The best quality would be obtained by using a top class miniature camera mounted outside the cockpit (which avoids the loss of contrast due to the cockpit window, especially if flying into the sun) but apart from being illegal that is potentially messy. I can think of a way to do it (on the TB20) which would be safe, involving locating a miniature camera at the very top of the door, close to the front hinge, but I haven't yet found a waterproof (it has to be, in case you pass through any IMC) miniature camera of decent quality on which one can stick some ND filters. One does need to be really careful with this stuff; the last thing you want is a camera dangling like crazy on the end of a cable, in the airflow, and eventually coming off and hitting the elevator. I am not interested in doing that.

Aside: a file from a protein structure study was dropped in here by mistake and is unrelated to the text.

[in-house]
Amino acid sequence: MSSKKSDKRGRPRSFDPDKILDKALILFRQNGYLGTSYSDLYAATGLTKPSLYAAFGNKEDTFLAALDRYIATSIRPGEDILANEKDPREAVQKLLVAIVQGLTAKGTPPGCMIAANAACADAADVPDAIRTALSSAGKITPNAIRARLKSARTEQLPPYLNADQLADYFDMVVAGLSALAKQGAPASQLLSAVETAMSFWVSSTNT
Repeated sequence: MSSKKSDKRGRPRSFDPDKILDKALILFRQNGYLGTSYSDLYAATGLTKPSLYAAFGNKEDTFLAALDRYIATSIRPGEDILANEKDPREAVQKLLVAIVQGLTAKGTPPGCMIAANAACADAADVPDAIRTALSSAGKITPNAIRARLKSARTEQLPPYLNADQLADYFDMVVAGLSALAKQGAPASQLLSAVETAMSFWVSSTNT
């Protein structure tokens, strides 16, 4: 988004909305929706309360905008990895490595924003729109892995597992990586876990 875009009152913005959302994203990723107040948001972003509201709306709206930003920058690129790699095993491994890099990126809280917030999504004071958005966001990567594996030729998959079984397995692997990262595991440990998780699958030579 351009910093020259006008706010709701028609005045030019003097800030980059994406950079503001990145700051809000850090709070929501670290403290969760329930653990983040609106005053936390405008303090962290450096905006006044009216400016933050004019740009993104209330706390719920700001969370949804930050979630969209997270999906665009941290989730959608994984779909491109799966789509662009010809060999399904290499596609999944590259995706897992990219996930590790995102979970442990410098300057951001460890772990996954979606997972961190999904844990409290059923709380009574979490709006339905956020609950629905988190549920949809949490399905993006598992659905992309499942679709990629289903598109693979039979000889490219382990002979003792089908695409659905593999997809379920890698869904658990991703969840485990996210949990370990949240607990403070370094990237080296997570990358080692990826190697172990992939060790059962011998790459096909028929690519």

Youtube is a crap system for uploading large videos, but I haven't spent a lot of time trying to make it work. Maybe that java upload feature is what's needed but I can't get it to work.
You can't easily upload videos while travelling. Even a short one (like the others on my website, none of which is on Youtube but all of which are Mpeg) is ~ 50MB which will take for ever to upload on a wifi connection and that assumes the (hotel, etc) connection is not being throttled on the uplink speed, as many are.
Youtube appear to have given up on user content, they're more interested in hosting professionally produced content and I notice they're trying out live streaming events as of this week. Much more advertising revenue that way.
Trying to stream even a 360 quality video has been nigh on impossible over the last few weeks, I don't even bother trying to watch HD on there anymore.
A cynic would say they've made u/l difficult to discourage too much user content.
I, for one, am switching to Vimeo.